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Re: [Qemu-block] [PATCH 05/10] block: Inactivate BDS when migration comp

From: John Snow
Subject: Re: [Qemu-block] [PATCH 05/10] block: Inactivate BDS when migration completes
Date: Tue, 5 Jan 2016 15:21:31 -0500
User-agent: Mozilla/5.0 (X11; Linux x86_64; rv:38.0) Gecko/20100101 Thunderbird/38.3.0

On 12/22/2015 03:43 PM, Eric Blake wrote:
> On 12/22/2015 09:46 AM, Kevin Wolf wrote:
>> So far, live migration with shared storage meant that the image is in a
>> not-really-ready don't-touch-me state on the destination while the
>> source is still actively using it, but after completing the migration,
>> the image was fully opened on both sides. This is bad.
>> This patch adds a block driver callback to inactivate images on the
>> source before completing the migration. Inactivation means that it goes
>> to a state as if it was just live migrated to the qemu instance on the
>> source (i.e. BDRV_O_INCOMING is set). You're then supposed to continue
>> either on the source or on the destination, which takes ownership of the
>> image.
>> A typical migration looks like this now with respect to disk images:
>> 1. Destination qemu is started, the image is opened with
>>    BDRV_O_INCOMING. The image is fully opened on the source.
>> 2. Migration is about to complete. The source flushes the image and
>>    inactivates it. Now both sides have the image opened with
>>    BDRV_O_INCOMING and are expecting the other side to still modify it.
> The name BDRV_O_INCOMING now doesn't quite match semantics on the
> source, but I don't have any better suggestions.  BDRV_O_LIMITED_USE?
> BDRV_O_HANDOFF?  At any rate, I fully agree with your logic of locking
> things down on the source to mark that the destination is about to take
> over write access to the file.

INCOMING is handy as it keeps the code simple, even if it's weird to
read. Is it worth adding the extra ifs/case statements everywhere to add
in BDRV_O_HANDOFF? Maybe in the future someone will use BDRV_O_INCOMING
to mean something more specific (data is incoming, not just in the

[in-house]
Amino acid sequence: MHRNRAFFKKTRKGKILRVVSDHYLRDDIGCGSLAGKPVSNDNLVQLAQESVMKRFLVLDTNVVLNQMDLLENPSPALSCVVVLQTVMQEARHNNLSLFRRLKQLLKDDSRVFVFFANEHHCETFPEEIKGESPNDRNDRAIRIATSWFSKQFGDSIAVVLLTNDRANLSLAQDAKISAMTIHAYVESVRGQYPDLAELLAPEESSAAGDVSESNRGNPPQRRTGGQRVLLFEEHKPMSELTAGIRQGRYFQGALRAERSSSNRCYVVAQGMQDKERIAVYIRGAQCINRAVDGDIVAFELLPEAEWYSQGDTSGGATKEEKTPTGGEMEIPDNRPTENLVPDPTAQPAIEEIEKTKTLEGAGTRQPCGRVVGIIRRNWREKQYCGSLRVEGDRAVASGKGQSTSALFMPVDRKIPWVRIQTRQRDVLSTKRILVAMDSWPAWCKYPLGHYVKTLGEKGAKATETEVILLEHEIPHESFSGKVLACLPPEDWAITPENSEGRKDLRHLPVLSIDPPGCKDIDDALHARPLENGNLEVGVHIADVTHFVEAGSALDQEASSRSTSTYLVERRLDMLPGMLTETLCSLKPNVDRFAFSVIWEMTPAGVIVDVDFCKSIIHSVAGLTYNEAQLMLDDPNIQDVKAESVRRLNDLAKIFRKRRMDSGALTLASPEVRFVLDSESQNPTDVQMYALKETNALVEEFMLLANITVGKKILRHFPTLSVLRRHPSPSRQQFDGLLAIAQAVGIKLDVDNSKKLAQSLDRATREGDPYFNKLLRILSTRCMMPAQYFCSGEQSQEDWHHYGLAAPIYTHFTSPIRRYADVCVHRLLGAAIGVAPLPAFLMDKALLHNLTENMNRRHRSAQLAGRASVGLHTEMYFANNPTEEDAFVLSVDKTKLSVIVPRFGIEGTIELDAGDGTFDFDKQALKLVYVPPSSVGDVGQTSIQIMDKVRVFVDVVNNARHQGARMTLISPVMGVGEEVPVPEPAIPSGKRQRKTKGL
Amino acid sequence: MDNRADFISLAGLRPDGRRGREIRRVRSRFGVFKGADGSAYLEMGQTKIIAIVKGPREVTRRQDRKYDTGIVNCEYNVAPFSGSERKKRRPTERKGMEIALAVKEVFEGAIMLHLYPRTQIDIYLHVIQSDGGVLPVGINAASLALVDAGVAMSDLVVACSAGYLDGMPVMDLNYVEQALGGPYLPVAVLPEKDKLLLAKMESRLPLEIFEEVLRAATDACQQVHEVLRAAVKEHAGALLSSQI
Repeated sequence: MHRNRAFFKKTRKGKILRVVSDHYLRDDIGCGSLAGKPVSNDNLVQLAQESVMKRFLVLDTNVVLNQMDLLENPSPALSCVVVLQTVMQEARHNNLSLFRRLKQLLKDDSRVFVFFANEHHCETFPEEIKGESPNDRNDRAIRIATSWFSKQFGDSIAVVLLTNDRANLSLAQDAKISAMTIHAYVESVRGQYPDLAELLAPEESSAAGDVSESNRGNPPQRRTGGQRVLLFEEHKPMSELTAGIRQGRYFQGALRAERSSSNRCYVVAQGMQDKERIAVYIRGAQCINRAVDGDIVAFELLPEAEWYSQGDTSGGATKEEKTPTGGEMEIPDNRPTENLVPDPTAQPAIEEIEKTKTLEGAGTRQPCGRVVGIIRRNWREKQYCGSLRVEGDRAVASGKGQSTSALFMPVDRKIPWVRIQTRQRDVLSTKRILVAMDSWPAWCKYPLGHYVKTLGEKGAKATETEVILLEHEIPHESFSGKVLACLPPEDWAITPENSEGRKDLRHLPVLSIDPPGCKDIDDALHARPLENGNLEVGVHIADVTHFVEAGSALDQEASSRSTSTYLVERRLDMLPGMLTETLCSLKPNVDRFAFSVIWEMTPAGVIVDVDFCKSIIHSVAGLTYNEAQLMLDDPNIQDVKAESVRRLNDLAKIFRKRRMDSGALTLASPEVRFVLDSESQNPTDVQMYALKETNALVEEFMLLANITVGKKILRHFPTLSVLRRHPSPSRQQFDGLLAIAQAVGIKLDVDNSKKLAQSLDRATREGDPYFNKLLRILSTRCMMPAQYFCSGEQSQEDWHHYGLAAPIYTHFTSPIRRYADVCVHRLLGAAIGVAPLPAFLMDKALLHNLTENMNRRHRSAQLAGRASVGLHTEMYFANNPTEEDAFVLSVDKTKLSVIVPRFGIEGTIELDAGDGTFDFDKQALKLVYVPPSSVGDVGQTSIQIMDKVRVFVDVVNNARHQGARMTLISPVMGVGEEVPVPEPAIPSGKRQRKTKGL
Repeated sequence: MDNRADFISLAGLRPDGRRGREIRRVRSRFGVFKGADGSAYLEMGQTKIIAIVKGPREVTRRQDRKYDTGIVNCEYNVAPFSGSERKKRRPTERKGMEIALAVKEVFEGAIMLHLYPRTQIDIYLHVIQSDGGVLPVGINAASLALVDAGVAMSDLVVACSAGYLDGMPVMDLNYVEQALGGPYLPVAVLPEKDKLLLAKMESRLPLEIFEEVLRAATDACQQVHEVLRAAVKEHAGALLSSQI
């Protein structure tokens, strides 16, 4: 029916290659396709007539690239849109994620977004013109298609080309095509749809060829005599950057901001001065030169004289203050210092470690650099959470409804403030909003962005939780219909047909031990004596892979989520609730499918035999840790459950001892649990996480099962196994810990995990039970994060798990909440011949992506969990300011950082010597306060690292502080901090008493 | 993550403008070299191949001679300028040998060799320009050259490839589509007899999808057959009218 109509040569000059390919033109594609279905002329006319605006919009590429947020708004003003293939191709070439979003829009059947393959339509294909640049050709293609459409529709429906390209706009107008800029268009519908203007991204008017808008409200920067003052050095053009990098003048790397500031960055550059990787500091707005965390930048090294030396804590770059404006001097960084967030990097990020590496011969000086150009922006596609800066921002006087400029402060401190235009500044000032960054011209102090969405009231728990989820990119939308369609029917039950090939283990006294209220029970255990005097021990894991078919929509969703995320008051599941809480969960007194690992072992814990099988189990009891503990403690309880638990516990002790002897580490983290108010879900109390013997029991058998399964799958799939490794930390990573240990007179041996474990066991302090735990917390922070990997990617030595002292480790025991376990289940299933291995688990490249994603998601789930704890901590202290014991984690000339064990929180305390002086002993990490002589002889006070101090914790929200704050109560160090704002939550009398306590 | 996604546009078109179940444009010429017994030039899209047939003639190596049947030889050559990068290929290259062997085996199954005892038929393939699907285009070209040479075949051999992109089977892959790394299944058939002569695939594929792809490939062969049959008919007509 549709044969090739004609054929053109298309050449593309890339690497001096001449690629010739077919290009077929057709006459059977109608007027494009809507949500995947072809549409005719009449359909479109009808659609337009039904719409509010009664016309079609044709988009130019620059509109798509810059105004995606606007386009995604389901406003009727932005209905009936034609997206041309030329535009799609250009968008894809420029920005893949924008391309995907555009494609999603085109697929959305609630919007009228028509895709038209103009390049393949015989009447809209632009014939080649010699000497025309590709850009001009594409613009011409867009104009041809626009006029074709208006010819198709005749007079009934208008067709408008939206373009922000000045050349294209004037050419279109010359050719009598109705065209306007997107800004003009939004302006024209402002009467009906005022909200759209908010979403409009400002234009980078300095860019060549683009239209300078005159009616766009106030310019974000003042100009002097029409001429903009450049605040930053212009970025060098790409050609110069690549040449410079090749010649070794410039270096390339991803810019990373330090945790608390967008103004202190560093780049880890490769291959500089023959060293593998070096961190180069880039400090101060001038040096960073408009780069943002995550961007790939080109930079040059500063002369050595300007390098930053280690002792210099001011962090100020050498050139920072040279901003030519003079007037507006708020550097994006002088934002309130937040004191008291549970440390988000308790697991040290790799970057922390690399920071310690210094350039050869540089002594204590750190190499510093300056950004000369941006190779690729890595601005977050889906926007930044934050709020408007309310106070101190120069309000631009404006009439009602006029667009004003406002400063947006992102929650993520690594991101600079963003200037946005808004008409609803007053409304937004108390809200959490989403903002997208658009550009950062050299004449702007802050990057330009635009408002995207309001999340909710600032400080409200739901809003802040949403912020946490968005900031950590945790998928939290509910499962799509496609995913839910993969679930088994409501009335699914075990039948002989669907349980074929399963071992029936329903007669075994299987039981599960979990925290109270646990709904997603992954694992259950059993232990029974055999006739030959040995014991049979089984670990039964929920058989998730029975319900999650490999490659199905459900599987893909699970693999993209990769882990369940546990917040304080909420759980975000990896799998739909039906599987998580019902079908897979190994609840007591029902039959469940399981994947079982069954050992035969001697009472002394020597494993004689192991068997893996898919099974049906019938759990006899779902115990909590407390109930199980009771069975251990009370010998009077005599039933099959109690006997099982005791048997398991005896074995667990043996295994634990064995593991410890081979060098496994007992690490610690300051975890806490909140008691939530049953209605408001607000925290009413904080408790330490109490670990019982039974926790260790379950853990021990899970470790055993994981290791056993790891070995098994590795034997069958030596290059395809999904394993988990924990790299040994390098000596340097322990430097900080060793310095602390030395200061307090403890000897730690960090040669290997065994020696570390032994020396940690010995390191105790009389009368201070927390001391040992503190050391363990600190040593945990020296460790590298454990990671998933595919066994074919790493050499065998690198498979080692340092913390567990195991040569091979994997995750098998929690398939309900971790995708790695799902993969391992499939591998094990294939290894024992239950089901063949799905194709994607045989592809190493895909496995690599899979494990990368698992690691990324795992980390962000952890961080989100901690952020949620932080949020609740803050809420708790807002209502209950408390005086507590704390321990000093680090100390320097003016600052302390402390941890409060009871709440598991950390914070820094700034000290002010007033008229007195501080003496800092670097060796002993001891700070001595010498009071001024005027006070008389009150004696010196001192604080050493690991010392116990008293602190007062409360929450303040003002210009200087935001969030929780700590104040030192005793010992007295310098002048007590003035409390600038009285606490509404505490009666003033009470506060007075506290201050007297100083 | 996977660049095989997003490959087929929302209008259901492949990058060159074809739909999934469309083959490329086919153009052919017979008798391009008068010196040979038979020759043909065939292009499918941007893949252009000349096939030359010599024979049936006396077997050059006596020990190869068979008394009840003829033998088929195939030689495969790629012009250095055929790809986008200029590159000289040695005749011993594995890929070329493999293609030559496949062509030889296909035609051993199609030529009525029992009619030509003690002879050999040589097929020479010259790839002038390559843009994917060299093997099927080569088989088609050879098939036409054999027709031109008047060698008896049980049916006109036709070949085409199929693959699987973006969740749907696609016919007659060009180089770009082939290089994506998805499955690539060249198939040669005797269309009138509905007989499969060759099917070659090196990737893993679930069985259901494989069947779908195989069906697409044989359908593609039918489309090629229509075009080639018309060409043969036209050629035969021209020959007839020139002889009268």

process of being handed off) that could cause problems.

Maybe even just renaming BDRV_O_INCOMING right now to be BDRV_O_HANDOFF
would accomplish the semantics we want on both source and destination
without needing two flags.

Follow your dreams, Go with what you feel.

>> 3. One side (the destination on success) continues and calls
>>    bdrv_invalidate_all() in order to take ownership of the image again.
>>    This removes BDRV_O_INCOMING on the resuming side; the flag remains
>>    set on the other side.
>> This ensures that the same image isn't written to by both instances
>> (unless both are resumed, but then you get what you deserve). This is
>> important because .bdrv_close for non-BDRV_O_INCOMING images could write
>> to the image file, which is definitely forbidden while another host is
>> using the image.
> And indeed, this is a prereq to your patch that modifies the file on
> close to clear the new 'open-for-writing' flag :)
>> Signed-off-by: Kevin Wolf <address@hidden>
>> ---
>>  block.c                   | 34 ++++++++++++++++++++++++++++++++++
>>  include/block/block.h     |  1 +
>>  include/block/block_int.h |  1 +
>>  migration/migration.c     |  7 +++++++
>>  qmp.c                     | 12 ++++++++++++
>>  5 files changed, 55 insertions(+)
>> @@ -1536,6 +1540,9 @@ static void migration_completion(MigrationState *s, 
>> int current_active_state,
>>          if (!ret) {
>>              ret = vm_stop_force_state(RUN_STATE_FINISH_MIGRATE);
>>              if (ret >= 0) {
>> +                ret = bdrv_inactivate_all();
>> +            }
>> +            if (ret >= 0) {
>>                  qemu_file_set_rate_limit(s->file, INT64_MAX);
> Isn't the point of the rate limit change to allow any pending operations
> to flush without artificial slow limits?  Will inactivating the device
> be too slow if rate limits are still slow?

This sets the rate limit for the migration pipe, doesn't it? My reading
was that this removes any artificial limits for the sake of post-copy,
but we shouldn't be flushing any writes to disk at this point, so I
think this order won't interfere with anything.

> But offhand, I don't have any strong proof that a different order is
> required, so yours makes sense to me.
> You may want a second opinion, but I'm okay if you add:
> Reviewed-by: Eric Blake <address@hidden>
Reviewed-by: John Snow <address@hidden>

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